Marathon Board of Trustees discusses electric school buses

(Photo via Unsplash).

A grant that could bring up to three electric school buses to the village of Marathon is facing some challenges.

At a recent Board of Trustees meeting, village mayor Scott Chamberlin said while Marathon Central School District may have its ducks in a row, the village may not be able to supply enough power.

“We probably can’t provide enough power to charge,” he said. “The current transformer situation up there won’t allow for the increase in power.”

Chamberlin said he has had conversations with the village’s electric superintendent Eric Leete, who has said upgrades to the infrastructure complicate the situation. On top of that, the school district may also need to train staff to get ready for new transportation.

“They also have to buy a generator and in case the power goes out so they can charge their buses with a generator and train the people on how to work on these things,” he said.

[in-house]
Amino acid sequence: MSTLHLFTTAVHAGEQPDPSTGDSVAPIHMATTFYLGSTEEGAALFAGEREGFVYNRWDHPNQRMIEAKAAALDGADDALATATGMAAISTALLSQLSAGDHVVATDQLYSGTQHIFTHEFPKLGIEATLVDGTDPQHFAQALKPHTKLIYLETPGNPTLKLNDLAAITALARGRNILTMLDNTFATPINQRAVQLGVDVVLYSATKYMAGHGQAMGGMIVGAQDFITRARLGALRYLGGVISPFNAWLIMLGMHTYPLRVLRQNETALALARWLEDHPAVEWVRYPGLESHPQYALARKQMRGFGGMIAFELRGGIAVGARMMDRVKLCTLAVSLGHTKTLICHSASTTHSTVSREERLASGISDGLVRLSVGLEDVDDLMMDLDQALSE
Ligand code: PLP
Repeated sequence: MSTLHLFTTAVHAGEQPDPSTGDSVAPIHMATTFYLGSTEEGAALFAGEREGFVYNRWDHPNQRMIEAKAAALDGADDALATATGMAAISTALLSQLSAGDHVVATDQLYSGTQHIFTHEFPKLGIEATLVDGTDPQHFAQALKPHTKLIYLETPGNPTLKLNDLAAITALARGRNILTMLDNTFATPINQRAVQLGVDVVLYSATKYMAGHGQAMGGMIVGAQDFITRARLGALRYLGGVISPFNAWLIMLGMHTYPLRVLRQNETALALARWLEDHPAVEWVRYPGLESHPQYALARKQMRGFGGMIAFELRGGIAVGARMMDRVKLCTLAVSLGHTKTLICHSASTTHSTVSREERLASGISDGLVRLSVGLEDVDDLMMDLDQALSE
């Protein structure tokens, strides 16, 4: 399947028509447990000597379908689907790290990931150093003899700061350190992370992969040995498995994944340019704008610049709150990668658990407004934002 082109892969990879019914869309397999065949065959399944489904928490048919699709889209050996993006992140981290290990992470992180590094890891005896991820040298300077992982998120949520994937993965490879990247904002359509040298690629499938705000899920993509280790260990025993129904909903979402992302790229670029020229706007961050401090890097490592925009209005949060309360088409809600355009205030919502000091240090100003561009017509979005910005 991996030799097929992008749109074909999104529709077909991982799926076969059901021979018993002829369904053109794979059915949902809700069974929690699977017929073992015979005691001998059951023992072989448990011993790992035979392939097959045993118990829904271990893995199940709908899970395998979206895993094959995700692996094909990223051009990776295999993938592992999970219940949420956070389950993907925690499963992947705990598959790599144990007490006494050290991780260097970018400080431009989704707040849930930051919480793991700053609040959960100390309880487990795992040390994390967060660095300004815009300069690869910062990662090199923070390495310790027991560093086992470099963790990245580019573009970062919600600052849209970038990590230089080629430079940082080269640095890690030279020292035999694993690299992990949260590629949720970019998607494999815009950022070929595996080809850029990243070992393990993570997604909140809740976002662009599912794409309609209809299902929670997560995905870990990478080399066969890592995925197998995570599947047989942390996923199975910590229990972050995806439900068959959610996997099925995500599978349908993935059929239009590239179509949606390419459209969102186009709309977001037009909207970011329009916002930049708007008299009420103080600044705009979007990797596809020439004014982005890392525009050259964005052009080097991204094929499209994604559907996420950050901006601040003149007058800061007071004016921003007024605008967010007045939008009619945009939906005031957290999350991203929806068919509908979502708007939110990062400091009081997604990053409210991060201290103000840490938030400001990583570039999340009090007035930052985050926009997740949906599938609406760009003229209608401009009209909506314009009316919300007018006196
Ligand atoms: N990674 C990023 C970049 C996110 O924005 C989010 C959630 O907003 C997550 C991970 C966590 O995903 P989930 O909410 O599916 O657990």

At the meeting, Chamberlin said he would meet with school district officials soon to figure out a resolution.

“We do need to discuss not only supplying power, but by supplying additional power. It’s going to create a need for our incremental power in the winter months when our purchase power agreement charge (PPAC) kicks in,” he said. “This means the entire municipal electric district gets to pay for these buses. I don’t think that is fair.”

A PPAC fluctuates monthly, and is adjusted up and down based on the power bills received for supplemental power. This figure, according to National Grid, is multiplied by consumption for the month to arrive at the PPAC charge on the bill. The PPAC allows electric companies to recover these continually changing charges, without having to file new rates annually with the state’s Public Service Commission.

Clerk Laura Padbury said the village is going to need an analysis of costs.

“It just can't be ‘okay, bang, here are the chargers, and we’re gonna start doing it.’ It’s got to be a complete map analysis,” she said. “Somebody's got to give Leete the information of how much the buses are going to charge, how much does it take to charge these, and how long does it stay charged?”

For Padbury, things are more complicated.

“But on my side, the billing side, is going to be a nightmare, because I don't know how to break it down,” she said.